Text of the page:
Turkey's third-largest city / SUN 11-4-12 / Surround with shrubbery / Fiji competitor / First capital of Alaska / Home of Gannon Univ / Operating system between Puma Panther / he that strives with god / Environmental portmanteau / Lux composer Brian
Sunday, November 4, 2012
Constructor: Brendan Emmett Quigley
Relative difficulty: Medium-Challenging
THEME: "Frankly Speaking" — phrases containing words that look just like French words (with different meanings); phrases are clued as if the words in question were, in fact, French.
- 3D: Prizefighter in a Parisian novel? (ROMAN GLADIATORS) — Roman = novel
- 5D: Expert at brewing oolong in Orléans (THÉ ARTIST) — Thé = tea
- 82D: French-speaking country where illegal activity runs rampant? (CRIME PAYS) — Pays = country
- 54D: Overseeing a Bayonne bakery? (PAIN MANAGEMENT) — Pain = bread
- 25A: Marseille mothers who are not goddesses? (MÈRE MORTALS) — Mère = mother
- 40A: Working on one's biceps and triceps in Toulon? (TRAINING BRAS) — Bras = arm
- 59A: Cowardly end in Cannes? (YELLOW FIN) — Fin = end
- 80A: Bordeaux bear cub? (ONE OF OURS) — Ours = bear
- 94A: Online feline in Lyon? (INTERNET CHAT) — Chat = cat
- 113A: Nine to five, generally, in Grenoble? (OFFICE TEMPS) — Temps = time
Word of the Day: IZMIR (78A: Turkey's third-largest city) —
Izmir (Turkish: İzmir, Greek: Σμύρνη Smyrni, Latin Smyrna) is a large metropolis in the western extremity of Anatolia and the third most populous city in Turkey. Izmir metropolitan area extends along the outlying waters of the Gulf of İzmir and inland to the north across Gediz River's delta, to the east along an alluvial plain created by several small streams and to a slightly more rugged terrain in the south. The ancient city was known as Smyrna, and the city was generally referred to as Smyrna in English, until the Turkish Postal Services Law of 1930 made "Izmir" the internationally recognized name. (wikipedia)
• • •
Wow, that's a lot of theme answers. I think the theme idea here is clever, though I'm having trouble envisioning anyone but the most die-hard Francophile really loving this puzzle. The fact that the wordplay crosses languages kind of limits the ha-ha potential. Also, do non-French speakers really know the French word for "bear?" That seemed rough. Not rough for me, as I had 7+ years of French in school, but rough for people (most NYT solvers, probably) whose French is limited to maybe a couple years in high school and whatever smattering of words you need to solve crossword puzzles (IDÉE, TÊTE, etc.). So it's impressive, this puzzle, but in a thinky kind of way, and in a way that perhaps not everyone will appreciate.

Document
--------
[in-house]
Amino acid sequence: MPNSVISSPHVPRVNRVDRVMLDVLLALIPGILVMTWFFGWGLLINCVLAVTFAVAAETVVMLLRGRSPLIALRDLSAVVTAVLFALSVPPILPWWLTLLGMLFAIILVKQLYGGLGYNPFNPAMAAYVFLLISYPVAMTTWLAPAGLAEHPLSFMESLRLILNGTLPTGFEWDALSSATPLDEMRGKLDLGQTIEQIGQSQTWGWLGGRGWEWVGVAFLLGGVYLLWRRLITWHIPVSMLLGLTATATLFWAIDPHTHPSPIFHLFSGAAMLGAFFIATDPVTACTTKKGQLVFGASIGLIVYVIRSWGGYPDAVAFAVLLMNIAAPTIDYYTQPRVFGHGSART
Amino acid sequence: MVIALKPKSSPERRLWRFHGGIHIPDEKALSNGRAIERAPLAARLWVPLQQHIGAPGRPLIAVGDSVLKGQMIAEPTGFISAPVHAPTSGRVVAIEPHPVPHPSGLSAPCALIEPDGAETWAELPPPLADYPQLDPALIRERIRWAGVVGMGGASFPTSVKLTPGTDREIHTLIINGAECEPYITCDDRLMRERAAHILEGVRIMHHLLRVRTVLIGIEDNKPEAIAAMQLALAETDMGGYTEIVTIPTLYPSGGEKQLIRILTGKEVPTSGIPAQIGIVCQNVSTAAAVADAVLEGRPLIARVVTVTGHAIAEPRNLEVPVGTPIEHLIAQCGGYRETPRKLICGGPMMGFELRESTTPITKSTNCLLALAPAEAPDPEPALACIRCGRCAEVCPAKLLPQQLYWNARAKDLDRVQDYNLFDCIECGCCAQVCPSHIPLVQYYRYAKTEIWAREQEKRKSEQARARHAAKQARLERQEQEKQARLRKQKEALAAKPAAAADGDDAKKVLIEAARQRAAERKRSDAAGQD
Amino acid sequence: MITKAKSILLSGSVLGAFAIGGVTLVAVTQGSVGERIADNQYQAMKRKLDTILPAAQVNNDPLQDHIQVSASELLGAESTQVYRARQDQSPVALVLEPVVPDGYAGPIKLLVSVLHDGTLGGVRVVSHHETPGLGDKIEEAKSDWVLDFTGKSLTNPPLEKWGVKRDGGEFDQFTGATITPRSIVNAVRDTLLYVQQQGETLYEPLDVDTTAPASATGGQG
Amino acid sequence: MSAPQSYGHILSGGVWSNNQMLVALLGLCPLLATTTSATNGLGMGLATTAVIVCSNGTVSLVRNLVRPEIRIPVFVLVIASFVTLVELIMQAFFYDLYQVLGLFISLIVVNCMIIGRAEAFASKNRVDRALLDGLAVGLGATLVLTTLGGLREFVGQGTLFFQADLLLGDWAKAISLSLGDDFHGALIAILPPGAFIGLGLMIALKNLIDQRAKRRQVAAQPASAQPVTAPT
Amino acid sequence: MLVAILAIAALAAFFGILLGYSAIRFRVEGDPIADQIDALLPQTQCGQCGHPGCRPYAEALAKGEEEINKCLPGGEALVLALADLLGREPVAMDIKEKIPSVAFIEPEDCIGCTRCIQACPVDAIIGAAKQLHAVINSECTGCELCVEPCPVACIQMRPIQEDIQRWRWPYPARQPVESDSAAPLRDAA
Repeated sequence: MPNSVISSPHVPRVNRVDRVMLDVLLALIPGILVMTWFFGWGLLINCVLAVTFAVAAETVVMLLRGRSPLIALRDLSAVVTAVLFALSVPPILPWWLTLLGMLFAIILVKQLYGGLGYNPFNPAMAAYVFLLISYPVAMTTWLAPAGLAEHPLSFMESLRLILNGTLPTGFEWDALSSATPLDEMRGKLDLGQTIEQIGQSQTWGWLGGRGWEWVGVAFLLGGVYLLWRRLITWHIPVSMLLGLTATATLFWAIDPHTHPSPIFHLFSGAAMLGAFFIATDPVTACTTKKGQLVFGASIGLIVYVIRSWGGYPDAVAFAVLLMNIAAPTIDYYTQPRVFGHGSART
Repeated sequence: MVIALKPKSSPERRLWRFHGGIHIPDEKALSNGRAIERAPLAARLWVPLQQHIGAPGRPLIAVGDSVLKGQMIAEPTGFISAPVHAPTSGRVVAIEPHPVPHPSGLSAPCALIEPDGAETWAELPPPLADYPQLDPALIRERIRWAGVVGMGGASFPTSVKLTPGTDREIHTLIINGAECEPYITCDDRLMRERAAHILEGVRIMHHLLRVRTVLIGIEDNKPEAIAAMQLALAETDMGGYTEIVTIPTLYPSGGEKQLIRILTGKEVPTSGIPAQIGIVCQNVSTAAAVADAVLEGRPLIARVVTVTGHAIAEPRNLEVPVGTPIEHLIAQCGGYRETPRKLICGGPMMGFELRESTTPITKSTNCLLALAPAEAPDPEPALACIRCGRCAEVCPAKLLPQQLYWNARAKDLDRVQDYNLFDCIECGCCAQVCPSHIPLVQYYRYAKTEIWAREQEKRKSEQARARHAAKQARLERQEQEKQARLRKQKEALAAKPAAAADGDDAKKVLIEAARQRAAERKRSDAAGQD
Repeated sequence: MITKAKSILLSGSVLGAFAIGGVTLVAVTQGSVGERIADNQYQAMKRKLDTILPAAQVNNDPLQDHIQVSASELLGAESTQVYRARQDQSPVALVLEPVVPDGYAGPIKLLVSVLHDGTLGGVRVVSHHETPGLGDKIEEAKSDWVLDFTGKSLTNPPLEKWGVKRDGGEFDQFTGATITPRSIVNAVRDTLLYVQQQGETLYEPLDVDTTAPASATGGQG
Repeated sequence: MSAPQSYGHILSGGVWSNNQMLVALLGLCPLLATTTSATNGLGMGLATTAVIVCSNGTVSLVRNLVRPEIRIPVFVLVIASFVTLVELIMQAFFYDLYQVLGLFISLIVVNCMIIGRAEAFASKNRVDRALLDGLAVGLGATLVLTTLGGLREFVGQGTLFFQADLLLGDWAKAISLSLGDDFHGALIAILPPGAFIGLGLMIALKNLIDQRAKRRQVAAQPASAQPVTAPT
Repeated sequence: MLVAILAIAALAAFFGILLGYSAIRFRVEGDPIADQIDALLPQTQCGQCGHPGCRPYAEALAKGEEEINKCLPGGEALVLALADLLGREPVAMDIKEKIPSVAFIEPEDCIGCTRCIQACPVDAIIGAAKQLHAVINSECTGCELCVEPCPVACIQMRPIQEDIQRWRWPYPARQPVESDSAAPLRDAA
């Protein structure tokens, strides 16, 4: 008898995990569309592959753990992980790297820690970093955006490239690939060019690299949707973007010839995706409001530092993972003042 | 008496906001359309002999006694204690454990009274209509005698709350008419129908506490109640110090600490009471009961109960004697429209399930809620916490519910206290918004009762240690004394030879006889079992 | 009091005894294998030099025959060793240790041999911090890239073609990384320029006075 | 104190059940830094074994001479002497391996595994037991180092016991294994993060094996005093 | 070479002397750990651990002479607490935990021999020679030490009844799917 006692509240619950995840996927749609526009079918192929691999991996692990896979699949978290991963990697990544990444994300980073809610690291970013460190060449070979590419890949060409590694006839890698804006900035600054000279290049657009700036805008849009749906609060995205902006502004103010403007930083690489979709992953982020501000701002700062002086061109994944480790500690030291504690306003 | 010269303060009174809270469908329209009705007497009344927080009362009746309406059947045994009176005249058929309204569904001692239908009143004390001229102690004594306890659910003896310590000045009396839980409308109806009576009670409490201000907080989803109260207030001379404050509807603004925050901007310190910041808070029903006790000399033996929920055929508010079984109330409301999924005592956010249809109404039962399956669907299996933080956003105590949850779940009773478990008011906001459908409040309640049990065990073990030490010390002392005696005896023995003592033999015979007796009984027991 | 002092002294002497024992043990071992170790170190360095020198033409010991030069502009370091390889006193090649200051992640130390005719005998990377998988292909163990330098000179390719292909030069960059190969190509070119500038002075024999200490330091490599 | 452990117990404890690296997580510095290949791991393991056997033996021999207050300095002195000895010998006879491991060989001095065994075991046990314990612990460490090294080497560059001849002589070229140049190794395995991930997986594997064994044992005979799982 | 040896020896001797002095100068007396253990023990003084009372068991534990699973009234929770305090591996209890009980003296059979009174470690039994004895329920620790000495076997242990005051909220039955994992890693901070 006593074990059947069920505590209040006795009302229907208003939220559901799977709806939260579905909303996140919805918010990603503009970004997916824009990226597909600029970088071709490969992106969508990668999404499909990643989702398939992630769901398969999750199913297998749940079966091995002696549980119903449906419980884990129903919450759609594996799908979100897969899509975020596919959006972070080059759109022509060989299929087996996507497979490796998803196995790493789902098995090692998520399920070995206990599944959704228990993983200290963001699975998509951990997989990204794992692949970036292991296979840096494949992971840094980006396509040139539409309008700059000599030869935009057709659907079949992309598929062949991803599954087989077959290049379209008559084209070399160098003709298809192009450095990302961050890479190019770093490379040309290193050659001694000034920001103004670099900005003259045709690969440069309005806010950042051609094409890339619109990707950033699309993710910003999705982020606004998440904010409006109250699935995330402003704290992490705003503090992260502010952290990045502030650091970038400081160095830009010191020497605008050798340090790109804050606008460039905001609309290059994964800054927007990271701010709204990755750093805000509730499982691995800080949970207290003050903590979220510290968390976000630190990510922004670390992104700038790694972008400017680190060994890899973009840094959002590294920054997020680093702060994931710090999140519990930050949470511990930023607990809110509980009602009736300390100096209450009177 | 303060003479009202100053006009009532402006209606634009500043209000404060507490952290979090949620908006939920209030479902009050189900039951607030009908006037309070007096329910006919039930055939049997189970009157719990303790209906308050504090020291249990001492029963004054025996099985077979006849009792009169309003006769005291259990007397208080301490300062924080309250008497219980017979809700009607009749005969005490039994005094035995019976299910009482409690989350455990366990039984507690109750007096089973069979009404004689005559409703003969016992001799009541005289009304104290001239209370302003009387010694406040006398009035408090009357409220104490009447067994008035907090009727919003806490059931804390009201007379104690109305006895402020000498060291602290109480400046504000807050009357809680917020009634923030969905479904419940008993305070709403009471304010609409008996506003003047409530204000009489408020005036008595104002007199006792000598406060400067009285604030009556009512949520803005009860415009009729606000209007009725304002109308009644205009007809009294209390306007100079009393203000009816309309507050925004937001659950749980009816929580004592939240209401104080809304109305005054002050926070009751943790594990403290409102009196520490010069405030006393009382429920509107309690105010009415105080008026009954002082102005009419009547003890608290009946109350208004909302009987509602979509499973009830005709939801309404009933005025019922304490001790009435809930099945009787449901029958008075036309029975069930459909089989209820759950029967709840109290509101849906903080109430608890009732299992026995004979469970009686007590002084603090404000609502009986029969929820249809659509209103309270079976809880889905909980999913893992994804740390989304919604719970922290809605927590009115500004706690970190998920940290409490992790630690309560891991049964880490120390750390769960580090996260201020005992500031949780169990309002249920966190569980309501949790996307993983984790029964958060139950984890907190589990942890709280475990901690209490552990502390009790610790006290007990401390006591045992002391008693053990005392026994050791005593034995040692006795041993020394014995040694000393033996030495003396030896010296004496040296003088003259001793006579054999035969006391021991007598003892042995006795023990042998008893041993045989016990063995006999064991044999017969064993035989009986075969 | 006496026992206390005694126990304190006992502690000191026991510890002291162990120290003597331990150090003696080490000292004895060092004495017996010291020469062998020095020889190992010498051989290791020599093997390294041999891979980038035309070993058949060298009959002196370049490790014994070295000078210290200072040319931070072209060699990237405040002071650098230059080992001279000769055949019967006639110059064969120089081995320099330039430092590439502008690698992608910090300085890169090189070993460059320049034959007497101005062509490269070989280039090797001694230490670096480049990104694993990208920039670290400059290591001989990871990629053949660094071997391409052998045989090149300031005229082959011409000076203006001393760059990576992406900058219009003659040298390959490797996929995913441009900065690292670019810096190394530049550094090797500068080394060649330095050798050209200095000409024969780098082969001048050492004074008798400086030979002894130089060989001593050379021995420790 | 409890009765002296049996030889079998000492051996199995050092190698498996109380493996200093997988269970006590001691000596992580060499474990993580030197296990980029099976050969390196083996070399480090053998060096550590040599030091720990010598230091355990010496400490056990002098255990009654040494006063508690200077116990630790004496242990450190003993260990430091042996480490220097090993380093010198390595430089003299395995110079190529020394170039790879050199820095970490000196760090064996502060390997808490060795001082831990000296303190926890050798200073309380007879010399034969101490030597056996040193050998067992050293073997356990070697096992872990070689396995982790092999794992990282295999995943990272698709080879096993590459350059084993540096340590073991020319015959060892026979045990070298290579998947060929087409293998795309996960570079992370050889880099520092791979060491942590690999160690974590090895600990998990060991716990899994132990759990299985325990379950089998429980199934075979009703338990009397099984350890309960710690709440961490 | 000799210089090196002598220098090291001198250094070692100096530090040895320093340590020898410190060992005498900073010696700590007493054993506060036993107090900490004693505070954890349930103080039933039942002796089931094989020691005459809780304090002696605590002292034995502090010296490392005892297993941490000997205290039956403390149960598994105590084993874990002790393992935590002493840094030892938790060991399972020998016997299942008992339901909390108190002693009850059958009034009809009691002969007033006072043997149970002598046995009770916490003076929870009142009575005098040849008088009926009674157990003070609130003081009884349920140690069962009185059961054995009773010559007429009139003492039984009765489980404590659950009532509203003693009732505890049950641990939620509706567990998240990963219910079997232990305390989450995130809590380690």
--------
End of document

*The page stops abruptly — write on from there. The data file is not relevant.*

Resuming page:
[Frankly singing ...]
ONE OF OURS was, for me, the hardest. Couldn't see SAD LOT forever (74A: Pathetic group), still to refuse to believe that U OF A is a thing (despite the fact that alums like constructing great Merl Reagle have told me that it is, in fact, a thing) (70D: Tucson school, briefly), and had no idea that NAYA is a ... what is that, a water brand? Fiji? (85A: Fiji competitor). I tend to drink tap water. I know DASANI and AQUAFINA ... and EVIAN (which Charlie Sheen orders in one scene in "Wall Street," btw, which I'm only telling you 'cause I just saw it). So, yeah, big struggle there. Lesser struggle in and around IZMIR, which I did not know. I was very lucky to have remembered SITKA (I've been writing about the language of crosswords, and having written the Alaska / Hawaii section definitely helped here) (92A: First capital of Alaska). Least favorite answer is reasonably LEGIT, but I wasn't able to parse it at all until I already had every letter—ERIEPA, or, to punctuate it correctly, ERIE, PA (106A: Home of Gannon Univ.). Ugh. Not a fan of this type of answer. Though ... I don't know, NOMEAK looks kind of cool.
- 69A: Like an infant's fingers, typically (PUDGY) — Got this quickly. I'm fond of this clue because I know Brendan has an infant at home. At least ... how long is a child an "infant?" I know it means "not having language," so ... is that the threshold? Or is it used more generally than that? I think Brendan's daughter is roughly one, but ... man, she could be seven, for all I know; I have an incredibly bad sense of the passage of time. Speaking of: clocks back tonight.
- 110A: First college frat to charter a chapter in all 50 states (SIG EP) — I don't usually resent having to know stuff, but stuff about frats ... yeah.
- 100A: Who said "I owe the public nothing" (J.P. MORGAN) — THEONEPERCENT would make a nice, topical crossword answer.
- 120A: Surround with shrubbery (HEDGE IN) — I would've gone with the much more in-the-language ENHEDGE. I am also joking. I just saw "Monty Python and the Holy Grail" (again) a few days ago, so I am cool with this clue.
- 1D: QB Donovan (McNABB) — there is something very, very wrong with my brain, apparently, because the first answer that popped to mind was LANDON (wrong sport).
- 81D: QB legend nicknamed "the Golden Arm" (UNITAS) — a QB-heavy puzzle. "Golden Arm" reminds me of the Nelson Alger novel "The Man with the Golden Arm." I'm guessing UNITAS was not a heroin addict, though.
- 100D: Operating system between Puma and Panther (JAGUAR) — nice clue. I think I hopped on at Leopard, so this one took some piecing together.
P.S. Listening to Elvis Costello's "My Aim Is True" and loving it. Thanks, Saturday puzzle.